“Real adventure – self-determined, self-motivated, often risky – forces you to have firsthand encounters with the world. The world the way it is, not the way you imagine it. Your body will collide with the earth and you will bear witness. This will change you. Nothing will ever again be black-and-white.”
– Mark Jenkins
Are you bursting with wanderlust?
When close friends and family tell you to reconsider certain things, it is often wise to listen. After all, it is likely that they have your best interests at heart, However, there seems to be a pattern of well-meaning people convinced that I should not be in certain places of the world.
“Haven’t you seen the news, that place is too dangerous, what are you thinking?”
“I’ve heard kidnapping, drug trafficking, [insert scary sounding crime here] happens all the time in that country, I would reconsider if I were you.”
These are all common anecdotes that come from people with good intentions. However, their notion of how safe a city, a region, or even a country are often misconceived. Unless they have good authority on the matter, it is very easy to fall into the trap of becoming an alarmist about a place they’ve never been.
Rethinking “Dangerous Places”
On my way backpacking across China in 2009, I met a well-traveled Dutch expat working as a translator who has been to over 120 countries across 6 continents. An impressive travel resume by any standard. When asked which recent place he’s visited that he found particularly memorable, he touts Pakistan on the top of his list.
Pakistan? Now? To me, Pakistan was a place people talk about visiting to sound hardcore.
Interest peaked, I badgered him with questions of how safe could it possibly be to travel to Pakistan, given the current political turmoil. He insists that while Pakistan is far from the safest country to travel at the moment, most of the strife and warring are concentrated in select areas between the Pakistan and Afghanistan border (which he made a note to avoid) and that he had no concern for his safety during his visit.*
*Please do not construe the above as current travel advice, always consult a reliable travel advisory before visiting a country.
Seeing I am unconvinced, he then said something that stuck with me:
“Stop taking unsolicited travel advice from people who never had any intention of setting foot in the country in the first place.”
Sounds a bit brash, but the point was well taken. Do we have a tendency to prejudice how dangerous the world really is to travel?
Consider This Scenario
CNN News is on. Rioters are setting overturned police cars aflame, multiple reported stabbings, rampant looting of department stores, with cops in full riot gear stewarding a city knee-deep in unrest. If you had seen this particular report without knowing anything else about the city, would you cross it off your list of places to visit?
It would be unfortunate if you did, because similar wording set the tone for recent headlines on Vancouver, Canada – a city considered to be one of most livable in the world – and also a city I know and love. Despite Vancouver’s friendly reputation as a travel destination, more than a few international voices have (facetiously or not) commented on Canadians not being so friendly anymore. Silly rabbits.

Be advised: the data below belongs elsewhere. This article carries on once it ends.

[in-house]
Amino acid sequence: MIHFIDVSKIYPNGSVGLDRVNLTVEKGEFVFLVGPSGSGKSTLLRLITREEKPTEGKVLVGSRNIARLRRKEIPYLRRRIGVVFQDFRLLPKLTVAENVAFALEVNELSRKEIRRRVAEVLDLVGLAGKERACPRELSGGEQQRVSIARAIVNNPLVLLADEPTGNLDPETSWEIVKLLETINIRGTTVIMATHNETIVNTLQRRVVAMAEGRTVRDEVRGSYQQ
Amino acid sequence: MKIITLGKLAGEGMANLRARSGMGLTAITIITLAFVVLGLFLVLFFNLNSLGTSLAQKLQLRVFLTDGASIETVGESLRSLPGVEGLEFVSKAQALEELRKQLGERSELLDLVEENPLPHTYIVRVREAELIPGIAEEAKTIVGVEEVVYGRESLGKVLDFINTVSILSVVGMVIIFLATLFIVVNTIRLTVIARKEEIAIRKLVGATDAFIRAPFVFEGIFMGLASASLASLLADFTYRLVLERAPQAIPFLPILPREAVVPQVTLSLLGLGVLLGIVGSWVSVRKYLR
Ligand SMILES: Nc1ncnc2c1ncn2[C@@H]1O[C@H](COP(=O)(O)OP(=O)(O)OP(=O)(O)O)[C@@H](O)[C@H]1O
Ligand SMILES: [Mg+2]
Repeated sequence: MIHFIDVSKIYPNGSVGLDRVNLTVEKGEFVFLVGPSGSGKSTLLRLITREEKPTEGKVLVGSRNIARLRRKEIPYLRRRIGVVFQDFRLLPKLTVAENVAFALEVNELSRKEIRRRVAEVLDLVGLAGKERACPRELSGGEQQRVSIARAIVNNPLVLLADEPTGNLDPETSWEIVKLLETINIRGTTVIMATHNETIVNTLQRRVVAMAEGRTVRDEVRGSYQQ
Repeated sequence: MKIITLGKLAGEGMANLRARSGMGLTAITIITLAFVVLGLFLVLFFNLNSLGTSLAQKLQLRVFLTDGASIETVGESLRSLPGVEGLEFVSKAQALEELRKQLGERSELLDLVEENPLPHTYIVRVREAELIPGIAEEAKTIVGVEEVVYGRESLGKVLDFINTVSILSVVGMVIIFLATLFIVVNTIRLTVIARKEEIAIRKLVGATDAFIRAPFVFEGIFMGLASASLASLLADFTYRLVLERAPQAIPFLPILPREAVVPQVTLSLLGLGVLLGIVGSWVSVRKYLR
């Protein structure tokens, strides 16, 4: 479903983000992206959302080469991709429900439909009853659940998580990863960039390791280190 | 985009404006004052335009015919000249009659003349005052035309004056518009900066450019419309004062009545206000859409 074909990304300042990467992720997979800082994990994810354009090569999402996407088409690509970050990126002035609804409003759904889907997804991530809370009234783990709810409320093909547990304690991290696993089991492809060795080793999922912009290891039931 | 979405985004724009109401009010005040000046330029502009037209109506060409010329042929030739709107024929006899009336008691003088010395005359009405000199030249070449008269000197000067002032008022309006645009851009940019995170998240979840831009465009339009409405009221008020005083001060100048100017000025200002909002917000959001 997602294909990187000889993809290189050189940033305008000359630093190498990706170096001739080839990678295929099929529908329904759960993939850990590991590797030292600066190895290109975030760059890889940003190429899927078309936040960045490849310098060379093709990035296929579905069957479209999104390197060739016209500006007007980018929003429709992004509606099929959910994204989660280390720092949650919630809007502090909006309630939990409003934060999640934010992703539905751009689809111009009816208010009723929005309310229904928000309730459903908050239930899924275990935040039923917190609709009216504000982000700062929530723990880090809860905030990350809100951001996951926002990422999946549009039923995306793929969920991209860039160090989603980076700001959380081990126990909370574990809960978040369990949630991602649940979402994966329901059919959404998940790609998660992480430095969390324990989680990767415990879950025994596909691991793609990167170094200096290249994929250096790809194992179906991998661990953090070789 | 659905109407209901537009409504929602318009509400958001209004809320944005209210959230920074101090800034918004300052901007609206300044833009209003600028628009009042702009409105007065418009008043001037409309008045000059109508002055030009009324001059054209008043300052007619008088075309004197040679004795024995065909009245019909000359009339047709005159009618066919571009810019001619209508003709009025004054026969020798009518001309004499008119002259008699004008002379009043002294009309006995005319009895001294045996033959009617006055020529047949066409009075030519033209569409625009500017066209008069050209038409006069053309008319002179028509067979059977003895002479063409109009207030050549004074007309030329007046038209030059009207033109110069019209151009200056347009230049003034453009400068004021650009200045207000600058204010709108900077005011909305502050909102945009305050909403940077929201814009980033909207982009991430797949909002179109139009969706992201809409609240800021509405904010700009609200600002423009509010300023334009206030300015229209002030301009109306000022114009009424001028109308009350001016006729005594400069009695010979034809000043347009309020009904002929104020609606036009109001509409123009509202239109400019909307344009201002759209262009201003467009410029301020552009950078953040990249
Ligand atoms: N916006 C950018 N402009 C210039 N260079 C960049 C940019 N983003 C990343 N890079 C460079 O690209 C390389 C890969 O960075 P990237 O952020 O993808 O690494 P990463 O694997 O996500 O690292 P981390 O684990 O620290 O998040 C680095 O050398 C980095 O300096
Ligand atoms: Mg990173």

But it illustrates an unruly phenomenon: to outsiders, news sensationalism, bad timing and hearsay can feed the fear and concern of an unknown place.
2 Myths of the Dangerous World
1. What’s reported on the news is always representative.
The news is where many people usually get their first and last ideas of travel safety. However, there is a tendency to focus on sensationalism and negativity that is readily available in the media rather than doing our own research.
2. A place is either safe or not safe.
Every decent-sized metropolitan areas will always have their good and bad pockets. Crossing out a travel destination because of some census crime statistic would be missing the big picture… and many great places to visit.
Food for Thought
I am convinced there is no such thing as a perfectly safe place to travel. But adventure is such: we must take the lows with the highs. Armed with the right research, precautionary planning, common sense and enough wanderlust, the “D” word should never keep you from roaming the world. Take the plunge!
Here are recommended writings from veteran travelers (who kick ass) for inspiration:
Vagabonding: An Uncommon Guide to the Art of Long-Term World Travel: Rolf Potts weaves life philosophy with practical travel advice in this highly inspirational read on the thought process and mindset one should bring on their travels.
Robert Young Pelton’s The World’s Most Dangerous Places: This man’s story might be the closest you want to get to some of the most dangerous places in the world. Adventurer Robert Pelton’s personal experiences and practical guide (though I would not recommend using it as one) on entering war zones, paramilitary and terrorist hotspots. Fascinating read and will give you a perspective on what are legitimately no-travel areas.